The Saturday Blues

, , , , | Right | January 25, 2021

I work four part-time jobs, usually about sixty to eighty hours a week, 5:00 am to 5:00 pm Monday through Friday, 5:00 am to 1:00 pm on Sundays, and 8:00 am to 12:00 pm on Saturdays.

My car needs service, but as I work during the hours of operation for most businesses and can’t leave my car overnight, my options are limited. Finally, I find a dealership near me with extended Saturday hours. I make an appointment and bring my car in.

Technician: “Hello, how can I help you?”

Me: “Hi, my name is [My Name], and I have an appointment for 1:30.”

Technician: “Okay, I found you here. Let’s get you checked in. What seems to be the problem?”

I explain the issue.

Me: “I probably should have come sooner, but I work a lot, and this was the only time I wasn’t working and you were open. I work Saturdays, too, so this was the earliest I could come in.”

Technician: “Yeah… I work Saturdays, too…”

I felt so stupid and ignorant, complaining about working on Saturdays to someone who was working on a Saturday. It’s like the people who go shopping on holidays and complain to the workers that they shouldn’t be working, but they can’t be closed if you’re going to shop there.

The rest of the transaction went fine, though, with no resentment — I hope!

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Don’t Think! Just Buy!

, , , , | Working | January 4, 2021

I’m looking to buy a new car. I just want to get the bottom line price for comparison and get out.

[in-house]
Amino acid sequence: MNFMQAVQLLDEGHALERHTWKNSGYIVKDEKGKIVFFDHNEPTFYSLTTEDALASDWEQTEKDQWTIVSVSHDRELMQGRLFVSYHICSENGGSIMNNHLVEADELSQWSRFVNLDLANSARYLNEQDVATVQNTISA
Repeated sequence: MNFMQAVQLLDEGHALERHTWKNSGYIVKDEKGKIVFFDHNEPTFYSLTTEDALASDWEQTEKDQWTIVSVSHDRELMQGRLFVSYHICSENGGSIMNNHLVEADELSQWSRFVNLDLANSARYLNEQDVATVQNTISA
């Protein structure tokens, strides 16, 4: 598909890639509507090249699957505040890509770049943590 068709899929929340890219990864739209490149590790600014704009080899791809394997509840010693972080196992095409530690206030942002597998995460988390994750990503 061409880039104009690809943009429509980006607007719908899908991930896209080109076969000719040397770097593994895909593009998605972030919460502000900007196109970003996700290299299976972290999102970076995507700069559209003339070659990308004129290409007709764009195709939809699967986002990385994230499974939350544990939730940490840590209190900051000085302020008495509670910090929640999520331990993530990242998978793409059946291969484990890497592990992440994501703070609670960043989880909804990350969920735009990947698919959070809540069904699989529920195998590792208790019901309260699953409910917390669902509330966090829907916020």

I have some experience in sales; I understand some of the tricks and techniques, so I am quick to shut down any ploys.

Me: “Hi, I’m after a monthly cost for [Car Model] with [litre] engine, over three years, please. I’m just looking for prices today, not looking to make a sale.”

Salesman: “Okay, let me talk you through the options.”

Me: “The baseline model is fine for me, thanks.”

Salesman: *Taken aback* “Okay… Well, let’s talk protective coatings; the seats can be protected for as little as 9p a day.”

Me: “Sorry, but I just want the basic cost. If that’s affordable, we can talk about extras.”

Salesman: “Okay, so the paint protector covering—”

Me: “Again, sorry to interrupt, but I just want the basic price, no extras.”

Salesman: “What I’m going to do is put that in the quote, but as a separate line so you can see.”

Me: “That’s fine, thank you.”

Salesman: “I’ll just see if our finance team is available to go through the payment options for you.”

Me: “Again, no, thank you. I’m just looking at prices today.”

The salesman ignores me and starts looking around for the finance team.

Salesman: “It won’t take a moment; then you can ensure that you are cleared by a credit check.”

Me: “Again, I’m just looking for prices, if I can just have that printout.”

He reluctantly gave me the printout, and I thanked him and left. When I compared, this place was nearly 50% more expensive than anywhere else. No wonder they were so keen to get me to sign up and not think twice about it.

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Probably Found Out The Hard Way

, , , , , | Working | December 23, 2020

I am a scanning clerk at an auto dealership. My basic job, while simple enough to do, requires software training that nobody else but my coworker has onsite. Without us, there aren’t digital records of parts ordered, sales made, or repairs scheduled.

The health crisis is just starting to hit home in our state and businesses are cutting back and closing. My company employer is considered essential, but they’re furloughing nonessential departments. A meeting is held while my only coworker is out on a personal day.